Work-life balance goals

These goals address the crucial aspect of maintaining a harmonious balance between your professional and personal life. Implementing a flexible work schedule is a goal geared toward adapting work hours to suit personal commitments better. 

Prioritising self-care and mental well-being involves consciously incorporating activities and practices that promote overall health. 

Establishing boundaries to maintain a healthy work-life balance is a goal that emphasises the importance of delineating professional responsibilities from personal time, fostering a sustainable and fulfilling lifestyle.

Long versus short-term goals

When it comes to setting career goals, understanding the distinction between long-term and short-term objectives is crucial. 

Long-term goals typically span several years and encompass broader career milestones, such as reaching a leadership position, achieving tenure, or starting a business. Short-term goals, on the other hand, are the stepping stones that lead you to your long-term vision. This includes learning new skills or completing a training program. Of course, balancing both is essential for maintaining focus and tracking progress effectively.

How to identify your goals

Identifying your career goals is a nuanced process that requires self-reflection and a keen understanding of your aspirations. Here are steps to help you pinpoint your career goals:

  1. Self-reflection: Take stock of your strengths, weaknesses, and passions. Consider what aspects of your current or past roles bring you the most satisfaction. Try out a personal SWOT analysis.

  2. Define your values: Identify your core values and how they align with your professional pursuits. Assess if your current role or industry resonates with your values.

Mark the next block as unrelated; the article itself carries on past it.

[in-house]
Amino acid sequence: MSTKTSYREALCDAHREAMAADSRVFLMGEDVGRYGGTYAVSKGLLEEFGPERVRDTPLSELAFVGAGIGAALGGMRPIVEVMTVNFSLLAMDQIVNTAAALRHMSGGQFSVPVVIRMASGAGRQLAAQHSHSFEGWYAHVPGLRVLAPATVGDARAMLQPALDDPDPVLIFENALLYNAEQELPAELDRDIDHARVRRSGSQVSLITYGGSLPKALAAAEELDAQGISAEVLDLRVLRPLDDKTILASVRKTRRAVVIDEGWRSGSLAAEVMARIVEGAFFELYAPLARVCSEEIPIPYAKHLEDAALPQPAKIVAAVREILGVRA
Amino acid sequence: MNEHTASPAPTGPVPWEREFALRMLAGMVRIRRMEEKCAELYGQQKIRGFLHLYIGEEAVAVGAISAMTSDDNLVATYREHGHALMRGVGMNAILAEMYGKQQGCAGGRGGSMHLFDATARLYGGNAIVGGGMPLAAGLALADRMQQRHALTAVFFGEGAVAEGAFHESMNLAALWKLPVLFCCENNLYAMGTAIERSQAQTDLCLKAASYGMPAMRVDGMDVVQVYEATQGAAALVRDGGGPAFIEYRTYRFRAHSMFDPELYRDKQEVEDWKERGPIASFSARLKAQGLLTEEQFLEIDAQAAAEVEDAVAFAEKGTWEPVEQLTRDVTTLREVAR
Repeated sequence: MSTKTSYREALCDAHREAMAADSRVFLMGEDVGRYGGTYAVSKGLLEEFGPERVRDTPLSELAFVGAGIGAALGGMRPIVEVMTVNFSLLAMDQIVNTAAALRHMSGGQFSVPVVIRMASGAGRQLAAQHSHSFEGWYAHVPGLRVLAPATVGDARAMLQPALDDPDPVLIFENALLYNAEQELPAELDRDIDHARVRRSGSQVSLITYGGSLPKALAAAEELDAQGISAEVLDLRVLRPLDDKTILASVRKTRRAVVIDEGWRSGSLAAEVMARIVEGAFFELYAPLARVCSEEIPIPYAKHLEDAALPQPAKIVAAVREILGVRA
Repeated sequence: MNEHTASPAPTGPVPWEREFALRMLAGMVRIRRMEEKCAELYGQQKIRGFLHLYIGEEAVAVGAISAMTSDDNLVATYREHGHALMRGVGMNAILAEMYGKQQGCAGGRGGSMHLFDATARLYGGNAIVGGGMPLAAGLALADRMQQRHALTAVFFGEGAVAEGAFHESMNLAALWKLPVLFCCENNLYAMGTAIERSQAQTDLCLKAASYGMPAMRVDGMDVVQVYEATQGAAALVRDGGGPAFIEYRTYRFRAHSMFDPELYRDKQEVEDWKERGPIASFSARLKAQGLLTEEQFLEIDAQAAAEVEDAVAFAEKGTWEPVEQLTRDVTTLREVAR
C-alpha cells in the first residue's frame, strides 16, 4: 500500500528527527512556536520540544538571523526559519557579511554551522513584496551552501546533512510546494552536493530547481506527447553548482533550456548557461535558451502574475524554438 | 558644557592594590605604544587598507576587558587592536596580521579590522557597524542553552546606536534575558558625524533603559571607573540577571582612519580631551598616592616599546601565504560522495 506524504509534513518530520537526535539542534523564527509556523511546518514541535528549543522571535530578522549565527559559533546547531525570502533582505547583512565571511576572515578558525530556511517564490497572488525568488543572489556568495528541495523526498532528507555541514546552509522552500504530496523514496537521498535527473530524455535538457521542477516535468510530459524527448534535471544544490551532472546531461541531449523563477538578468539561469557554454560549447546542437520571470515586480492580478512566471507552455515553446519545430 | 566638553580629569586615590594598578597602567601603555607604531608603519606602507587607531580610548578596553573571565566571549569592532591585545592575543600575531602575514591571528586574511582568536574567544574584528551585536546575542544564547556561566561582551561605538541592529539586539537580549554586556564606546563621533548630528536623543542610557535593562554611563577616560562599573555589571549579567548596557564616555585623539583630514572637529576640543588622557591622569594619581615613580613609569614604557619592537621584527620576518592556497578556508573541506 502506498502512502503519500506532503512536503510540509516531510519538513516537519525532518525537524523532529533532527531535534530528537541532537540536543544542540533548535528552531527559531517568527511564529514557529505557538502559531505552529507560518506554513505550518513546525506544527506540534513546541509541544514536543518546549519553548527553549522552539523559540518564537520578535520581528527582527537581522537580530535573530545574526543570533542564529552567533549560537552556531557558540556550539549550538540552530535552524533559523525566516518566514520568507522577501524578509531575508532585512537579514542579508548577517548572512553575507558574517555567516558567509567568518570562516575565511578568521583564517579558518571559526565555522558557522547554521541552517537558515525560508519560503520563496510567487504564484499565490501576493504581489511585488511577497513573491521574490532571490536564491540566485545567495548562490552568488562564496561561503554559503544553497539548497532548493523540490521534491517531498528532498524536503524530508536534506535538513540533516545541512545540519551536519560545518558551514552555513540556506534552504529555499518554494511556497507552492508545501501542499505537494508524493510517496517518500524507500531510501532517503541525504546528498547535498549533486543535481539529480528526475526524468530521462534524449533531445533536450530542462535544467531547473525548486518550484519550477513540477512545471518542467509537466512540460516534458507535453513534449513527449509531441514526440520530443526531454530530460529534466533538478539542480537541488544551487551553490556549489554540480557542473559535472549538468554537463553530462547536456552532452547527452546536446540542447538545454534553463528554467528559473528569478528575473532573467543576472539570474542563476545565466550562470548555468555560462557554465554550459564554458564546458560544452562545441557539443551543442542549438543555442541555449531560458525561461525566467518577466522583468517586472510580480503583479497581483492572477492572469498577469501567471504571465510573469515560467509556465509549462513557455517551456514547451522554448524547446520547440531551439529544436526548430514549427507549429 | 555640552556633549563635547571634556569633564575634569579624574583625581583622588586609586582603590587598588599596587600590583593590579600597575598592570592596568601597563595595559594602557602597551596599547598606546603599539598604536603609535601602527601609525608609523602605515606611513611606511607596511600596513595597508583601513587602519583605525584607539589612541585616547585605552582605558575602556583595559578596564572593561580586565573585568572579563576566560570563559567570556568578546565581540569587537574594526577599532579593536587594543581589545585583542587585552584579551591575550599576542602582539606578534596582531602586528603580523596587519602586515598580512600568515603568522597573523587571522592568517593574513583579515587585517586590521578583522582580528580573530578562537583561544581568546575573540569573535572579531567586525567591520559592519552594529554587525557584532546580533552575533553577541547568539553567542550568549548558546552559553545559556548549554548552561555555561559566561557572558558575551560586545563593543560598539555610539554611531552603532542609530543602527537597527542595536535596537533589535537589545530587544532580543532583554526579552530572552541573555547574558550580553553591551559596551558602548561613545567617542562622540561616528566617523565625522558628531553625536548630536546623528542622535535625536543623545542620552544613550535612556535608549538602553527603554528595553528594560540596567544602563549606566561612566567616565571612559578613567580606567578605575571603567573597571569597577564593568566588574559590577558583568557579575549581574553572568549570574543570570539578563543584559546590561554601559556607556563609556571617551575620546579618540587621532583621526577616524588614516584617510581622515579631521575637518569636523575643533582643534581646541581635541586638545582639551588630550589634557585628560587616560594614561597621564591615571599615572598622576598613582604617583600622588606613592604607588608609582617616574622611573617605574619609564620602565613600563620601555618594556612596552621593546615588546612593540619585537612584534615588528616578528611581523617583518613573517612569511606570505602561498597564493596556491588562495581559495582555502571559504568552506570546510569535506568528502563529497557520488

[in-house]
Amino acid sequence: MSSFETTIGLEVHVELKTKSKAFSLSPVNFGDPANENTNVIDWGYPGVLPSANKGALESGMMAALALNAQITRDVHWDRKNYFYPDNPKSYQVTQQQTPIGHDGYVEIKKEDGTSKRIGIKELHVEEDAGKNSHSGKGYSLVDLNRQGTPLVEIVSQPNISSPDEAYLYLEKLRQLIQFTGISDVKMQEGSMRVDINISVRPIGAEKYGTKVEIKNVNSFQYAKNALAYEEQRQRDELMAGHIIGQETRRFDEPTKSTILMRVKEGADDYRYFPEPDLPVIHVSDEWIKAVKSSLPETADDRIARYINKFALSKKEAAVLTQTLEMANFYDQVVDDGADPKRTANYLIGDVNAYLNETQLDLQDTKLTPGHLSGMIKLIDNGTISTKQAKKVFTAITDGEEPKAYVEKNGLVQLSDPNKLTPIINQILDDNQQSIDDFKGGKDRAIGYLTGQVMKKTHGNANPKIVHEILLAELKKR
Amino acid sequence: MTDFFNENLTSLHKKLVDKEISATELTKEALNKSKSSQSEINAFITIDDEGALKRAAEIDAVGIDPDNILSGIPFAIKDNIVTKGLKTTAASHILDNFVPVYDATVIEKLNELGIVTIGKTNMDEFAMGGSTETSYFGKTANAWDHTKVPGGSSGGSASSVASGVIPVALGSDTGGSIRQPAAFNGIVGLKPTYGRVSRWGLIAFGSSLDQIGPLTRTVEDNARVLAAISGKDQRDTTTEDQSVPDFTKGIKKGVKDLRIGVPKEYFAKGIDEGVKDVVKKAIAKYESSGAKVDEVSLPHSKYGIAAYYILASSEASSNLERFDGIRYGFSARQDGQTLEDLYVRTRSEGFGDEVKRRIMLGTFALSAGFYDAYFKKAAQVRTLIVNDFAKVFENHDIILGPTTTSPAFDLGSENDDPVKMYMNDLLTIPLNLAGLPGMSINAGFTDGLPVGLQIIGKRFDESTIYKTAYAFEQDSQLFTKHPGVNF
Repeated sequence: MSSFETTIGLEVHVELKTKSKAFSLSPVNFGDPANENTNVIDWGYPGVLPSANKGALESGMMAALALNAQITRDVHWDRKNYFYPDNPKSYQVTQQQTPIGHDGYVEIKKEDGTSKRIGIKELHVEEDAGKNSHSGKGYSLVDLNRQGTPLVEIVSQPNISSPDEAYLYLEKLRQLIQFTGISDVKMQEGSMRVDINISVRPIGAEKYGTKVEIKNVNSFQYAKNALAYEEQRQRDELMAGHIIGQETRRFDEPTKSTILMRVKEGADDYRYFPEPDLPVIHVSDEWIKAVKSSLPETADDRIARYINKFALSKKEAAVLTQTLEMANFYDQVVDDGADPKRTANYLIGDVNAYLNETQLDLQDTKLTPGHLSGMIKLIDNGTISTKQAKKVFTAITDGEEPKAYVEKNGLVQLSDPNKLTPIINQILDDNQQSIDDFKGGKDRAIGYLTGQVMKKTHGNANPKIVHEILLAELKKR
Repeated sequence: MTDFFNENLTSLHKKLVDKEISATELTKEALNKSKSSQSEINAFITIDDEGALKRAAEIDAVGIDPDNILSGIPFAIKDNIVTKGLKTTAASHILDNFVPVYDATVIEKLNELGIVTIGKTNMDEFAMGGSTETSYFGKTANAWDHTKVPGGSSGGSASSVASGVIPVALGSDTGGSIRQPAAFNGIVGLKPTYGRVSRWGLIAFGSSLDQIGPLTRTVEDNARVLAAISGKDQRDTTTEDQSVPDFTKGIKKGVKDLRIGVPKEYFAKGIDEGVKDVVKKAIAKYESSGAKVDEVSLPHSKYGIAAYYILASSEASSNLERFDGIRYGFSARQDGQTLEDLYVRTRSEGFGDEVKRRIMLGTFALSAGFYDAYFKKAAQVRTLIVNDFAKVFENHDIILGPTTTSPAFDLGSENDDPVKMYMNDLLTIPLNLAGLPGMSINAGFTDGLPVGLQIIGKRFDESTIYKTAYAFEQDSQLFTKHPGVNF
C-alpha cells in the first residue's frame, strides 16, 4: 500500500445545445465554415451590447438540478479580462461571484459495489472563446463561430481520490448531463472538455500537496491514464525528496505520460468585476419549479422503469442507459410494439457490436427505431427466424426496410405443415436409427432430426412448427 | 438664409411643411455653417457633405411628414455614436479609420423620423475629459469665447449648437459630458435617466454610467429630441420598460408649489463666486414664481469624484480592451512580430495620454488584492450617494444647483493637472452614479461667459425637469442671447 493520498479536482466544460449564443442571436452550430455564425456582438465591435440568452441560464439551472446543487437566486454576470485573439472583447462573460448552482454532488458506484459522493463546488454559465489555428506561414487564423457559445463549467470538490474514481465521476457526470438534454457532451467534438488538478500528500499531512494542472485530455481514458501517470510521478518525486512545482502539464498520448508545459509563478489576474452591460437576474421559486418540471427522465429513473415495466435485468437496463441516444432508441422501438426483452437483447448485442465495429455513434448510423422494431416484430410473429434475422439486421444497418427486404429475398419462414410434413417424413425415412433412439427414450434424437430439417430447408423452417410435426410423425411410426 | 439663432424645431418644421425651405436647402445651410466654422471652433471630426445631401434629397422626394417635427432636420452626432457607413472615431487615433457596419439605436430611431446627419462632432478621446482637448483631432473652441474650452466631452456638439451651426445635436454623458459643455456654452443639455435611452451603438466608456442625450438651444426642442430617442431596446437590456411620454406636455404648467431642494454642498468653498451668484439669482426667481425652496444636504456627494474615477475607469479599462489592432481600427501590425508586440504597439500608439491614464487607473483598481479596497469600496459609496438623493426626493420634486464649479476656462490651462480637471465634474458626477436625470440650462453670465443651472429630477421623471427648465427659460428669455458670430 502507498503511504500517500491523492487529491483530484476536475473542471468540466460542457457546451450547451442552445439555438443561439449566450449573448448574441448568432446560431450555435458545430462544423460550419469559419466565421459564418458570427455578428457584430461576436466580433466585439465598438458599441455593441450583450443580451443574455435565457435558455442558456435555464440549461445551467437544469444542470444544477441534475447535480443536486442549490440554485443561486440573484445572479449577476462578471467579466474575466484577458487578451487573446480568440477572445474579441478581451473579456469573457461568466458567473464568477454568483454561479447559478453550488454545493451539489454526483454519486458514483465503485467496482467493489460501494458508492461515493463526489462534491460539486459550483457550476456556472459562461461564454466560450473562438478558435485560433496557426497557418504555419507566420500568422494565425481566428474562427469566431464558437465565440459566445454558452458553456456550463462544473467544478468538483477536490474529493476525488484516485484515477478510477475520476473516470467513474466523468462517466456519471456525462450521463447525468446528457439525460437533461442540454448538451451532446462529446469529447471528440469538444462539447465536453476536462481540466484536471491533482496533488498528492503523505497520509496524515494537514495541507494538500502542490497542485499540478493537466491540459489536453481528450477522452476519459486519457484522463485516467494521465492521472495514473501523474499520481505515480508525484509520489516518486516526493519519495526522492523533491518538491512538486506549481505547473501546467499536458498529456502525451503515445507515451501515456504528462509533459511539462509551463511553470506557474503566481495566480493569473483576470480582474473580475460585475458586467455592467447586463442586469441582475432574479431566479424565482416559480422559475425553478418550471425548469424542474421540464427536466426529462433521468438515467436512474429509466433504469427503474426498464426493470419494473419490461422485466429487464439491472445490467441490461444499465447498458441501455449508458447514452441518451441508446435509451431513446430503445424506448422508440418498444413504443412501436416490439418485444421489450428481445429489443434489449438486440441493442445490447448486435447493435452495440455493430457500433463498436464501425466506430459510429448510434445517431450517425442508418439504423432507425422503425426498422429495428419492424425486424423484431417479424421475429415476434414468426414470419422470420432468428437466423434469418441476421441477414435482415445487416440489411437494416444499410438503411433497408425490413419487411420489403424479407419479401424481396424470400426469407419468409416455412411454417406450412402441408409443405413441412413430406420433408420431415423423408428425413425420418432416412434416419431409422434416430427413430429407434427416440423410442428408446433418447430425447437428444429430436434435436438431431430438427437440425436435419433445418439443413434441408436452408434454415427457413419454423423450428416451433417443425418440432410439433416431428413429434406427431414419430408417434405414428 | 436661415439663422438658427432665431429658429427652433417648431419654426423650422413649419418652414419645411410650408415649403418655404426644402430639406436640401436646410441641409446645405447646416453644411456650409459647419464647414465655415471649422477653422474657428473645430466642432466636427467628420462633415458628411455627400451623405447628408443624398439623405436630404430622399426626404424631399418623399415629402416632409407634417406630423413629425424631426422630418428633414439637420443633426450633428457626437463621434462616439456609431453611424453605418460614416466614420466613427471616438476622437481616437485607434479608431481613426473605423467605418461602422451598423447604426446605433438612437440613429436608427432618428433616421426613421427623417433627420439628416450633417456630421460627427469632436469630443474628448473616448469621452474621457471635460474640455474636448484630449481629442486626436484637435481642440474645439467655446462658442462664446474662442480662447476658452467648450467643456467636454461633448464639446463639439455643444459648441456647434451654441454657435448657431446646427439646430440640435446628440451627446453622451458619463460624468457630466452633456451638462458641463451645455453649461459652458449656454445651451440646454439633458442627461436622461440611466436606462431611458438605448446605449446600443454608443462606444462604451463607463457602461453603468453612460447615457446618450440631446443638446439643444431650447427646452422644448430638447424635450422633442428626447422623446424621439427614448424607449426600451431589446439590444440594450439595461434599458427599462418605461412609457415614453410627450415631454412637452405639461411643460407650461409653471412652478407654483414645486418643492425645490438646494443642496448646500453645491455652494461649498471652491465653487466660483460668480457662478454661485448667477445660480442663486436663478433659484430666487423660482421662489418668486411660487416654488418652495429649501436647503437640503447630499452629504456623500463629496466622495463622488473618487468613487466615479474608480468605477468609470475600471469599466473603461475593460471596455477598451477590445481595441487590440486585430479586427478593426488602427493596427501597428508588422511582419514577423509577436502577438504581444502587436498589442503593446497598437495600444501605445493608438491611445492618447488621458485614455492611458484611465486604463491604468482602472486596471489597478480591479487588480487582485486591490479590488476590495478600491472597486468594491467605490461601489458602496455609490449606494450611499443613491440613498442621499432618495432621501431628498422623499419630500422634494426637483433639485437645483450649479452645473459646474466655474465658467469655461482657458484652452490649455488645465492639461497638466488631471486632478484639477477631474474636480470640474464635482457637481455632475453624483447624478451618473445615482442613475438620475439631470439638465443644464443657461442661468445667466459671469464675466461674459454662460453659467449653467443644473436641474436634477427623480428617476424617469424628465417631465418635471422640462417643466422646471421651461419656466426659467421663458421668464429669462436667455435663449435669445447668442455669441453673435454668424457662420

3. Set SMART goals: Ensure your goals are Specific, Measurable, Achievable, Relevant, and Time-bound. Break down larger goals into smaller, actionable steps.

  4. Seek feedback: Consult with mentors (if you already have one), colleagues, or career advisors for insights. Use this feedback to refine and clarify your goals.

Goal tracker template

Of course, the best way to put down and keep an eye on your career goals is to have a structured tracker for your progress. This would help you organise your objectives and milestones. Utilising a tracker also helps you maintain focus, celebrate milestones, and adapt to any changes in your professional landscape.

To get you started, here’s a simple template you can adapt and expand according to your needs.

  1. Start by researching the particular career goals you’re interested in to get an idea of how other people have tackled them.

  2. Once you’ve settled on a few goals briefly describe your career goal.

  3. Target timeline and specify the deadline for achieving the goal.

  4. Outline the specific tasks or actions needed. These will be your ‘next steps’.

  5. Record your progress and any challenges you face as you take your steps.

  6. Once you’ve reached your deadline, reflect on what you’ve learned and adjust goals if necessary.

Final thoughts

So, the next time someone throws the “five-year plan” question your way, you won’t be left confused and questioning the meaning of life. Crafting clear career goals is your ticket to navigating your professional journey with more ease.

Remember that it’s not about having all the answers but making deliberate moves towards where you want to go. 



Kahless is a writer with a special interest in sociology. He spends much of his free time travelling, reading, writing, and stopping his cats from ripping apart everything he owns. It’s advised to bring along a strong cup of coffee (3 espresso shots minimum) when approaching him.